Saturday, December 6, 2014

95ers: Time Runners: Original and Entertaining

Just saw 95ers: Time Runners (aka 95ers: Echoes), a 2013 movie, on Amazon Prime.   Although the beginning was a little light and zany to the point of being distracting, the movie settled into a quite excellent time-travel movie.   For me, the essential ingredient in any worthwhile time travel story is that it take the paradoxes of time travel seriously - logically, consistently, ambitiously in terms of the reach of the paradoxes and what the characters must do to circumvent or otherwise work with the paradoxes to achieve their own ends.   And this 95ers: Time Runners does quiet well and entertainingly.

Among the high-points and most originally developed facets of this contemporary/distant-future story on Earth - near Annapolis (by Route 95, hence the title), to be precise - we have
  • debris from events altered by time travelers showing up in the new timelines created - figuratively and literally grains of salt from a salt shaker that lost its cap in an original reality but did not in a new, corrected reality
  • time travel not to dates but events, which allows the time traveler to get not only whenever but wherever she or he needs to go
  • events being more or less difficult to change, because they have more or less "gravity" attached to them (nice play on the word gravity and its meaning in physics and in human relations)
  • certain people - in this story, the heroine, in particular - who have the ability to rewind time and change events, because they were born as a part of a "seventh paradox," that is, at moment in which there was a notable rift in time and space caused by whatever/whomever
In addition, 95ers: Time Runners, has many of the usual touches of sophisticated time travel stories, such as characters being much more intimately related to one another than at first we were given to suppose, and the same character appearing at different times of her life as what seem to be different characters but are not, and characters savvy in the ways of time travel doing their best to tip-toe around paradox, such as not letting themselves be seen by earlier versions of themselves as they time travel.    These elements have been seen before, but this movie does them smartly, and manages to mix in references to traditional time travel stories like Dickens' Christmas Carol and Wells' The Time Machine and its musing about mathematical lines.   I even thought I saw someone who looked like Stephen Hawking in a cartoon-drawing quickly displayed at one point in the movie.   Touches like this make up, for me, for the deliberately cartoonish quality of much of the acting.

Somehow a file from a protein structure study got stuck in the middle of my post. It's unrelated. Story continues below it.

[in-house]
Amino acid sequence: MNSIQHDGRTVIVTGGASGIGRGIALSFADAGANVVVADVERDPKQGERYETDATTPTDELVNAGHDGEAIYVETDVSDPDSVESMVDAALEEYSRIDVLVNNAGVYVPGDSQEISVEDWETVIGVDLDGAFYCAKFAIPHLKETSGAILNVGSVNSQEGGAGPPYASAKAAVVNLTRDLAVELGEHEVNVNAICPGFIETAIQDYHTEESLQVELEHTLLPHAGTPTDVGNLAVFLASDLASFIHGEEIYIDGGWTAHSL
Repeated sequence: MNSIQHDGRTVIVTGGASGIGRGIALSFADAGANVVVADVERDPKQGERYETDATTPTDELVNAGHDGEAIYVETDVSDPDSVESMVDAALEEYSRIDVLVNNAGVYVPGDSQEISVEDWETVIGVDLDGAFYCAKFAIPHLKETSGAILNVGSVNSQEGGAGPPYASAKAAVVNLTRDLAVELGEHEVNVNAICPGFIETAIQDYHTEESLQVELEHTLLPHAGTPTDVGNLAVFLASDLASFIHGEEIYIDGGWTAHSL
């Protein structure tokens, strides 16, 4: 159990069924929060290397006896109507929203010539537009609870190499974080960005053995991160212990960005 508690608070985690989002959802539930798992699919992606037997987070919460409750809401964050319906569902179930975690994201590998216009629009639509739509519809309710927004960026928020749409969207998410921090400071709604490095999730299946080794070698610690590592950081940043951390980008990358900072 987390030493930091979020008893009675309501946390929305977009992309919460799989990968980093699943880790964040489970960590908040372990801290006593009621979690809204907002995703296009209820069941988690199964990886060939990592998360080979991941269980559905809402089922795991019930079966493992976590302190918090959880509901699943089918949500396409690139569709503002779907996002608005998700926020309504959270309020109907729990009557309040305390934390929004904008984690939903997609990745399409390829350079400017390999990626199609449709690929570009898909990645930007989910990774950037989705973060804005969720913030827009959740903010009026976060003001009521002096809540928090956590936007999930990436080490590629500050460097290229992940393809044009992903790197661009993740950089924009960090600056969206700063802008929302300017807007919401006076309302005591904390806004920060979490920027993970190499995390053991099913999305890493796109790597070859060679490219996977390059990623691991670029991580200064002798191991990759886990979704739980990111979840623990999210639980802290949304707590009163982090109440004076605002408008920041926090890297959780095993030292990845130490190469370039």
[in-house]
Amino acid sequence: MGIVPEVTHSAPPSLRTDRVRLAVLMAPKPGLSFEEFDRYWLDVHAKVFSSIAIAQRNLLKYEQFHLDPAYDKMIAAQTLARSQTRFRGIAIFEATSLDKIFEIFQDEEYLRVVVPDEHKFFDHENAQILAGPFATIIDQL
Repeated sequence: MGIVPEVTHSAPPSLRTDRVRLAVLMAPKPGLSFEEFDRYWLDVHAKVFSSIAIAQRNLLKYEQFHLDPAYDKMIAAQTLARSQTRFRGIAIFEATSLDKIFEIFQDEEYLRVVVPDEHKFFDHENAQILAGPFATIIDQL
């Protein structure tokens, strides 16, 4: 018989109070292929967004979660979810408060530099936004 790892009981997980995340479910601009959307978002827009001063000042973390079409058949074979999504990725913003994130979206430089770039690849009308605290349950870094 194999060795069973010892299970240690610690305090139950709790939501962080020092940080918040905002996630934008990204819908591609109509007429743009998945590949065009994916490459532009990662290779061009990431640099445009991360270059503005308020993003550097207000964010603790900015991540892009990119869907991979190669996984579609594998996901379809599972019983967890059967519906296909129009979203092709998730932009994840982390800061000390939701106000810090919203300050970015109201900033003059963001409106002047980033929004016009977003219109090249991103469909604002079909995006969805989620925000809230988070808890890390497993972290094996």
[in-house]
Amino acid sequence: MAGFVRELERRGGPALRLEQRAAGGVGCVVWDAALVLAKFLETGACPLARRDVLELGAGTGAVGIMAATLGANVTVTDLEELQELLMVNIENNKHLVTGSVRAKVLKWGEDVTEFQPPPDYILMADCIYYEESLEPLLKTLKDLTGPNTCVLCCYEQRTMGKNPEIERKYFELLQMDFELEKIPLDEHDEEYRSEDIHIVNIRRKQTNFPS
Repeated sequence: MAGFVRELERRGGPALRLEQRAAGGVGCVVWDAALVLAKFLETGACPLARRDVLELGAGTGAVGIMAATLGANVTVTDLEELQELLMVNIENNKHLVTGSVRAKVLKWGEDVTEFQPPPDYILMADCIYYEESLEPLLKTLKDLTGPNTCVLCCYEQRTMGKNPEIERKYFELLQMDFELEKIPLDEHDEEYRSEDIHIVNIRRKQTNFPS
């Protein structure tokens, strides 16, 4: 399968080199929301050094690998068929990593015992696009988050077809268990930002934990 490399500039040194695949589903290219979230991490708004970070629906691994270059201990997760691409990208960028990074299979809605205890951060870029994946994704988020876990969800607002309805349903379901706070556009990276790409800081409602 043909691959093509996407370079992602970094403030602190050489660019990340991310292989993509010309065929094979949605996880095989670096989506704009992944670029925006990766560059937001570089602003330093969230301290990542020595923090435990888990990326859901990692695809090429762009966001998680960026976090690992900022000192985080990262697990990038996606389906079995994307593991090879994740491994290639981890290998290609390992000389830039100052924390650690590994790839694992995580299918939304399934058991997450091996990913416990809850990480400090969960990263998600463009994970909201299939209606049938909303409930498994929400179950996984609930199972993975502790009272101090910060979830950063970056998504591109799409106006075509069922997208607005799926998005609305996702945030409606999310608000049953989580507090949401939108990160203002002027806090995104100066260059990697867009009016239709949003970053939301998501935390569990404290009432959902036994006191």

All in all, a fine, provocative, satisfying little movie - written by Thomas and James Durham, directed by Thomas - well worth watching if time travel is your cuppa, as it is mine.   The movie ends with a strong nod to a sequel, which I hope there is.   The tone and style of 95ers reminds me of Trancers, which I loved, and which had umpteen sequels, the first bunch of which were quite good.

Other reviews of off-the-beaten-track recent time travel movies: Dimensions: Watercolor Time Travel and I'll Follow You Down: Excellent Time Travel Movie

more time travel


And The Chronology Protection Case movie

podcast review of 95ers and two other time travel movies
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